Mar 21, 2016 - 4:21 PM - by dgstorm
It looks like the age old war between Apple and Samsung will finally be going the distance. You folks remember that "ancient history" right? Way back in 2011, Apple sued Samsung for a large number of patent infringements. Some of the accusations were probably legit, but quite a few were really silly (like suing for having rounded edges). The case dragged out over many years and dominated headlines for 2012 and 2013.
After a while it became just as exhausting to cover the story, as it was for our members to constantly read about it. It basically became the must-ignore story of the century, even after Apple "won" a landmark $1 Billion settlement. Samsung appealed several times, and eventually got the settlement reduced down to $548 million.
Apparently, that reduction still wasn't enough to satisfy Samsung's sense of justice. Samsung is appealing to the highest court in the United States, the Federal Supreme Court. They felt that the award of total profits from the sale of their products would basically be unjust. Samsung is seeking to pair back $399 Million of that final award agreement, claiming that the iPhone's bezel and colorful grid of icons, as well as the rounded-corner front face, only contributed marginally to a complex device.
Here's a quote with more of the specifics,
"Last May, the U.S. Court of Appeals for the Federal Circuit in Washington upheld the 2012 patent infringement verdict. The court, however, said the iPhone's appearance could not be protected through trademarks, forcing another trial later this month in federal court in San Jose, California, to recalculate some of the damages Apple is owed.
The Supreme Court has not reviewed a design patent case in more than 120 years, when the products involved included a spoon handle and a rug.
In court papers, Samsung said that for complex, modern products such as smartphones, design patents have led to "unjustified windfalls," far beyond the inventive value of the patents.
On Monday, the high court said it would answer whether courts should award in damages the total profits from a product that infringes on a design patent if the patent applies only to a component of the product." ~ Reuters
Technically, Samsung already paid the $548 Million settlement to Apple. Samsung's court filing specified that it expects to be reimbursed by Apple if it wins this final, final appeal. It looks like this farce might be finally coming to a close. At least some meaningful legal precedents might be set from the whole debacle. One way or another, sometime this year, we will finally get to breathe a sigh of relief as this ends. What do you folks think?
Feb 25, 2016 - 12:17 PM - by dgstorm
Engineers in the United States have made the final breakthrough for technology called Passive Wi-Fi. It's set to drive the revolution of the IoT (Internet of Things) and replace Bluetooth eventually. Passive Wi-Fi can generate an 11Mbps Wi-Fi connection, and although that doesn't seem very impressive, it does it with 10,000 times less power than standard Wi-Fi connections.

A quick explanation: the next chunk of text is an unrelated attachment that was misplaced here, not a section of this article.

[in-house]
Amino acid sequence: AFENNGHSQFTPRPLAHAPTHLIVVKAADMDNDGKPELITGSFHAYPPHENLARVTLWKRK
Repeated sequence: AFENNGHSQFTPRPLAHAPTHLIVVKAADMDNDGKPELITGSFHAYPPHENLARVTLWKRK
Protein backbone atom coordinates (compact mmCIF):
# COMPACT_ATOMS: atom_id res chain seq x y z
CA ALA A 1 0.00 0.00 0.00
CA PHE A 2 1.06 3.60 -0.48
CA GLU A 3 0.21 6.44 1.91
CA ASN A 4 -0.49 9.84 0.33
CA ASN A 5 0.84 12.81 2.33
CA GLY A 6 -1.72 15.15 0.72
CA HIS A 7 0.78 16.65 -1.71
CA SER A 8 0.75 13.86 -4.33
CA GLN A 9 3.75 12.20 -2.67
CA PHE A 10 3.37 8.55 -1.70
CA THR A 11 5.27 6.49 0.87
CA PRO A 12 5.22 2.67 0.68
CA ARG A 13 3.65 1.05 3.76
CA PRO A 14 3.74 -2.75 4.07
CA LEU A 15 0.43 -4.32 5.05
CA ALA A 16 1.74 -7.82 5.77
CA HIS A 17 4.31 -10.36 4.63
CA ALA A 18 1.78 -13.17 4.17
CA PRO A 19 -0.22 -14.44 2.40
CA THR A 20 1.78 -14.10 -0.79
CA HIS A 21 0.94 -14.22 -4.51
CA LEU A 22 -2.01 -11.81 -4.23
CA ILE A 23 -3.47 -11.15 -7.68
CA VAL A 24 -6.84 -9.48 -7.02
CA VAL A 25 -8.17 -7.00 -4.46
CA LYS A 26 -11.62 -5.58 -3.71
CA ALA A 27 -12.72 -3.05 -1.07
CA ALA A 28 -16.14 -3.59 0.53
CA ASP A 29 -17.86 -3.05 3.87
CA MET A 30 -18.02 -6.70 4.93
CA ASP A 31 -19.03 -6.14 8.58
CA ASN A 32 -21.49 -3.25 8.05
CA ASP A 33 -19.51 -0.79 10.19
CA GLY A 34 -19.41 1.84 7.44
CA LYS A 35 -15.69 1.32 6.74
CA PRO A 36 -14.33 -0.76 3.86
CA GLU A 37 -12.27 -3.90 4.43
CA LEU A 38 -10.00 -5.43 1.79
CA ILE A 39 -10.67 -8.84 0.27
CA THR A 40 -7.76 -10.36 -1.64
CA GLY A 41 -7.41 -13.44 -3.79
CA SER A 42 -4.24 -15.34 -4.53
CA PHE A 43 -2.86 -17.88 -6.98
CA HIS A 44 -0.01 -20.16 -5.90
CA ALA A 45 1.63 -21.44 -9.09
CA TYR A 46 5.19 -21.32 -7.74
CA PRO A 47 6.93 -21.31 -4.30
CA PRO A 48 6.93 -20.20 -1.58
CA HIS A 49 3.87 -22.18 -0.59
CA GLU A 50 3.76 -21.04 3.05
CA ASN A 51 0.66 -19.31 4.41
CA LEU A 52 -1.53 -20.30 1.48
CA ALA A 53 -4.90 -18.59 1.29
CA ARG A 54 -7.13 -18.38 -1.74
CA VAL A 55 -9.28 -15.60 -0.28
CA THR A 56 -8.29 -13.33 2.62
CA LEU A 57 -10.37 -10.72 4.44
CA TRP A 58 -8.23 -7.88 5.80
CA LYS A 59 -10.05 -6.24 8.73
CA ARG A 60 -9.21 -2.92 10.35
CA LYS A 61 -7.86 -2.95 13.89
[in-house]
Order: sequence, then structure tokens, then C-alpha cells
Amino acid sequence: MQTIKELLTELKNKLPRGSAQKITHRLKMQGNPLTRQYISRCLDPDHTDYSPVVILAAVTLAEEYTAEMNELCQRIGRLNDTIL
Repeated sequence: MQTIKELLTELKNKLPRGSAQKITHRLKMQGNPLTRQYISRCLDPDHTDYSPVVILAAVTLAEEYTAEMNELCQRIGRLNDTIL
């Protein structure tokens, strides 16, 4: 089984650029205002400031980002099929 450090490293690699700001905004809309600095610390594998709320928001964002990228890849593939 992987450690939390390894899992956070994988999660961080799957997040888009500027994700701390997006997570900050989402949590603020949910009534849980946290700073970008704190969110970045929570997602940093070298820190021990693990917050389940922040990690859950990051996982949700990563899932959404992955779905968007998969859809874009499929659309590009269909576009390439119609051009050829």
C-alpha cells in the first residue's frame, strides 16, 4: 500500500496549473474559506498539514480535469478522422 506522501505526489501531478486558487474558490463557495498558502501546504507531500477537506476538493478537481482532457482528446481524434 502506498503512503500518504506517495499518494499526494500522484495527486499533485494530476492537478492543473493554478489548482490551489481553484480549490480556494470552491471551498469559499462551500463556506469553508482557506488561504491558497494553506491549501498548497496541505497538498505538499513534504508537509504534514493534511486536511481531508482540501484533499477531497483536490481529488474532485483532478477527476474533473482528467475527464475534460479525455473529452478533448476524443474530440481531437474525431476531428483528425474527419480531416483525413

Additionally, the latest successful tests for Passive Wi-Fi had a range of 100 feet (30 meters) and consumed 1,000 times less energy, but with up to 11 times faster speeds than existing low energy standards, like Bluetooth and Zigbee.
Here's a quote with a few more details,
"To achieve such low-power Wi-Fi transmissions, the team essentially decoupled the digital and analog operations involved in radio transmissions.
The Passive Wi-Fi architecture assigns the analog, power-intensive functions - like producing a signal at a specific frequency - to a single device in the network that is plugged into the wall.
An array of sensors produces Wi-Fi packets of information using very little power by simply reflecting and absorbing that signal using a digital switch."
Joshua Smith, associate professor of computer science and engineering had this to say about the breakthrough, "Now that we can achieve Wi-Fi for tens of microwatts of power and can do much better than both Bluetooth and ZigBee, you could now imagine using Wi-Fi for everything."
It's amazing the magical things the wizards of engineering can create! Check out the video in the thread below for a demo of the new Passive Wi-Fi tech.
Feb 24, 2016 - 10:47 AM - by dgstorm
It looks like Facebook finally finalized their new expanded "Like" button. They call the new extra like functions "Reactions," and there are 6 of them. These include the standard "Like" as well as Love, Haha, Wow, Sad and Angry. These will obviously give users a wider range and variation on how they respond to Facebook posts.
It certainly took them a while to nail these down, especially when you consider that forums across the web have had this functionality for years. One could argue that Facebook is simply one gigantic social forum, so why couldn't Facebook have expanded this system sooner? Here's what Facebook themselves had to say about that,
"We understand that this is a big change, and want to be thoughtful about rolling this out. For more than a year we have been conducting global research including focus groups and surveys to determine what types of reactions people would want to use most. We also looked at how people are already commenting on posts and the top stickers and emoticons as signals for the types of reactions people are already using to determine which reactions to offer."
Regardless, at least the changes are coming soon. Facebook didn't reveal precisely when these changes would roll out, but we expect it to begin soon. For more info here's Facebook newsroom post: Reactions Now Available Globally | Facebook Newsroom
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